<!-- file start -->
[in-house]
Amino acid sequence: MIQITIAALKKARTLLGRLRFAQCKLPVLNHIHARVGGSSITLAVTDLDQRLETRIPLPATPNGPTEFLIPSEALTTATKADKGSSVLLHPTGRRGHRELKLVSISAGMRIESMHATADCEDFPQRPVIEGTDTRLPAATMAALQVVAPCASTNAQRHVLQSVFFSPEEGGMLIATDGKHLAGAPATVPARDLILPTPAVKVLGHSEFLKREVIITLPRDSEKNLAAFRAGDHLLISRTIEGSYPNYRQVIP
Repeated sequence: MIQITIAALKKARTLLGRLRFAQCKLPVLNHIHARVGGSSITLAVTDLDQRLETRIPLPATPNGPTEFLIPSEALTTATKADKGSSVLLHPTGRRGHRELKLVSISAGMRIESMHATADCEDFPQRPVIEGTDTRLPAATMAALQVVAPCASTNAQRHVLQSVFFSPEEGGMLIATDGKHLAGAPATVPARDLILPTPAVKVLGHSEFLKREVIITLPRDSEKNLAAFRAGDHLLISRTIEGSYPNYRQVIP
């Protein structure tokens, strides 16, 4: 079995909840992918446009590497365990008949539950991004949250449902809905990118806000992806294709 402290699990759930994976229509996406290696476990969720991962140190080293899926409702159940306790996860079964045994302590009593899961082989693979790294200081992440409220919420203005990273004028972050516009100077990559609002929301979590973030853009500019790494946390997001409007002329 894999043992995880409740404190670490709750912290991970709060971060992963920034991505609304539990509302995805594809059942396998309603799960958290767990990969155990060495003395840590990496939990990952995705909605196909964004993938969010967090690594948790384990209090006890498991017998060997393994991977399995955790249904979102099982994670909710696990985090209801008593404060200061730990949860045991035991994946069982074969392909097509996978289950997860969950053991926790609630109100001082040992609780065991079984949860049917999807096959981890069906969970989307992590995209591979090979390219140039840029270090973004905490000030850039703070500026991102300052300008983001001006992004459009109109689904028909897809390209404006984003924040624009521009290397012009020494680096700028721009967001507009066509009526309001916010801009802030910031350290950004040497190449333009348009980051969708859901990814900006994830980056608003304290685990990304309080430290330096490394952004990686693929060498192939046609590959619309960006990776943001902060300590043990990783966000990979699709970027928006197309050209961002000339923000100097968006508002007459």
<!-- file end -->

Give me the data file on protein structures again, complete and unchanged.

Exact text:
[in-house]
Amino acid sequence: MIQITIAALKKARTLLGRLRFAQCKLPVLNHIHARVGGSSITLAVTDLDQRLETRIPLPATPNGPTEFLIPSEALTTATKADKGSSVLLHPTGRRGHRELKLVSISAGMRIESMHATADCEDFPQRPVIEGTDTRLPAATMAALQVVAPCASTNAQRHVLQSVFFSPEEGGMLIATDGKHLAGAPATVPARDLILPTPAVKVLGHSEFLKREVIITLPRDSEKNLAAFRAGDHLLISRTIEGSYPNYRQVIP
Repeated sequence: MIQITIAALKKARTLLGRLRFAQCKLPVLNHIHARVGGSSITLAVTDLDQRLETRIPLPATPNGPTEFLIPSEALTTATKADKGSSVLLHPTGRRGHRELKLVSISAGMRIESMHATADCEDFPQRPVIEGTDTRLPAATMAALQVVAPCASTNAQRHVLQSVFFSPEEGGMLIATDGKHLAGAPATVPARDLILPTPAVKVLGHSEFLKREVIITLPRDSEKNLAAFRAGDHLLISRTIEGSYPNYRQVIP
């Protein structure tokens, strides 16, 4: 079995909840992918446009590497365990008949539950991004949250449902809905990118806000992806294709 402290699990759930994976229509996406290696476990969720991962140190080293899926409702159940306790996860079964045994302590009593899961082989693979790294200081992440409220919420203005990273004028972050516009100077990559609002929301979590973030853009500019790494946390997001409007002329 894999043992995880409740404190670490709750912290991970709060971060992963920034991505609304539990509302995805594809059942396998309603799960958290767990990969155990060495003395840590990496939990990952995705909605196909964004993938969010967090690594948790384990209090006890498991017998060997393994991977399995955790249904979102099982994670909710696990985090209801008593404060200061730990949860045991035991994946069982074969392909097509996978289950997860969950053991926790609630109100001082040992609780065991079984949860049917999807096959981890069906969970989307992590995209591979090979390219140039840029270090973004905490000030850039703070500026991102300052300008983001001006992004459009109109689904028909897809390209404006984003924040624009521009290397012009020494680096700028721009967001507009066509009526309001916010801009802030910031350290950004040497190449333009348009980051969708859901990814900006994830980056608003304290685990990304309080430290330096490394952004990686693929060498192939046609590959619309960006990776943001902060300590043990990783966000990979699709970027928006197309050209961002000339923000100097968006508002007459």